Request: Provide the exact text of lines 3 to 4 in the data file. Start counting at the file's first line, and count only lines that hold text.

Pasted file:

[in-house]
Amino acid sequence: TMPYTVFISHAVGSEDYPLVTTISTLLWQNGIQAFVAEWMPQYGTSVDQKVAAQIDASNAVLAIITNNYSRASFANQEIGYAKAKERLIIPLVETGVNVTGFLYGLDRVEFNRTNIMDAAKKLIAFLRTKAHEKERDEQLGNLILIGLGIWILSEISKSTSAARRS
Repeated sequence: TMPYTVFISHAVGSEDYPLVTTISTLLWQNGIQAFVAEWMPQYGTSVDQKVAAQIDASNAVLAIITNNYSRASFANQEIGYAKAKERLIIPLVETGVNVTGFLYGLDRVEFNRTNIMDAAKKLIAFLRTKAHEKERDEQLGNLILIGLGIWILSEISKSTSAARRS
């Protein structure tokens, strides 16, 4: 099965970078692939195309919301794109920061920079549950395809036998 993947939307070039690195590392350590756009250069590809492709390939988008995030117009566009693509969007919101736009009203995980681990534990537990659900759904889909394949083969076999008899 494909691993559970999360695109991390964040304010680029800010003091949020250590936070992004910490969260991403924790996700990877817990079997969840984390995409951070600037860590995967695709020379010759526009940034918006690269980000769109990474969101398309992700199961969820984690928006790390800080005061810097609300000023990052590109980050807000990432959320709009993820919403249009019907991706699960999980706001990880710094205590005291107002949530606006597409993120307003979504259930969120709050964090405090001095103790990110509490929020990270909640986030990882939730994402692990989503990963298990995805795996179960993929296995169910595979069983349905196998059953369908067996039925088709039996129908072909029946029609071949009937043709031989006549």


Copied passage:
Repeated sequence: TMPYTVFISHAVGSEDYPLVTTISTLLWQNGIQAFVAEWMPQYGTSVDQKVAAQIDASNAVLAIITNNYSRASFANQEIGYAKAKERLIIPLVETGVNVTGFLYGLDRVEFNRTNIMDAAKKLIAFLRTKAHEKERDEQLGNLILIGLGIWILSEISKSTSAARRS
């Protein structure tokens, strides 16, 4: 099965970078692939195309919301794109920061920079549950395809036998 993947939307070039690195590392350590756009250069590809492709390939988008995030117009566009693509969007919101736009009203995980681990534990537990659900759904889909394949083969076999008899 494909691993559970999360695109991390964040304010680029800010003091949020250590936070992004910490969260991403924790996700990877817990079997969840984390995409951070600037860590995967695709020379010759526009940034918006690269980000769109990474969101398309992700199961969820984690928006790390800080005061810097609300000023990052590109980050807000990432959320709009993820919403249009019907991706699960999980706001990880710094205590005291107002949530606006597409993120307003979504259930969120709050964090405090001095103790990110509490929020990270909640986030990882939730994402692990989503990963298990995805795996179960993929296995169910595979069983349905196998059953369908067996039925088709039996129908072909029946029609071949009937043709031989006549």